I understand how sometimes to tell a story you have to have an outside perspective, but you still have to represent that inside perspective without using a stereotype. Paul Mooney, a great man, understood the black experience, and had to explain to white people who aren't paying attention, especially middle class white people, by being an ambassador without insulting them when he wrote for The Cosby Show

He provided an example of a happy, upper class black family to inspire others the way he could because he was dealing with white Hollywood executives. Hollywood has gotten better. Reservation Dogs, on Hulu, is doing a good job of talking about Native Americans without resorting to stereotypes.

Niles Abston: FX is killing it. At the end of the day that is a Native American show with a Native American creator, Taika Waititi, directs a lot of episodes, but they had to package their culture, while there are some rich white people that are like, "Ok, fine." Meanwhile there has never been a show that is too white for TV. You never hear that. But you hear, "Too Asian for TV, too black for TV, too Mexican," because we have to make our experience palpable to them, first.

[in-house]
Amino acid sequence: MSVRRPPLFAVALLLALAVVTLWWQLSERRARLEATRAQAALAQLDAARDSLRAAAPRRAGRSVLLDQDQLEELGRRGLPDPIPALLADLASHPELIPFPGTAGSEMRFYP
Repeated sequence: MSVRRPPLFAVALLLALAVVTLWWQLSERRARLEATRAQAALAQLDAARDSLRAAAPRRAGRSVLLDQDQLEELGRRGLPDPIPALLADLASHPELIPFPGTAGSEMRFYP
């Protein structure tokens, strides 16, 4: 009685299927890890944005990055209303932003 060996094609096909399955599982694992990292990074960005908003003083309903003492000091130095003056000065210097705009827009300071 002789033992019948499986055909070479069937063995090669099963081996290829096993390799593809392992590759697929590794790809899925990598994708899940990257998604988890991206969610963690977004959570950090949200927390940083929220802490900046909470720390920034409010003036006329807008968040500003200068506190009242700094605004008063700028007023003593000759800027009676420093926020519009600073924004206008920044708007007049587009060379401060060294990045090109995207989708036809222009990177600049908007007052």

When you look at Atlanta people think, "Wow, they are really talking about some shit black people don't get to talk about on TV." Here's the thing, you have to look at all the groundwork Donald Glover has done to make white people feel safe around him. Donald Glover is the safest bet for white people when it comes to a black guy. He's the black friend to white people.

He can rap, he's handsome, he's talented, he's been in so many spaces like 30 Rock and Community where he has collected all these white tokens in a way so that they say, "Yeah, we will let you make a TV show," and then, "Woah! That's not the show we wanted you to make...but it's making money." So he's been able to do what a black director hasn't been able to do on television because he has been so palpable to white people for so long.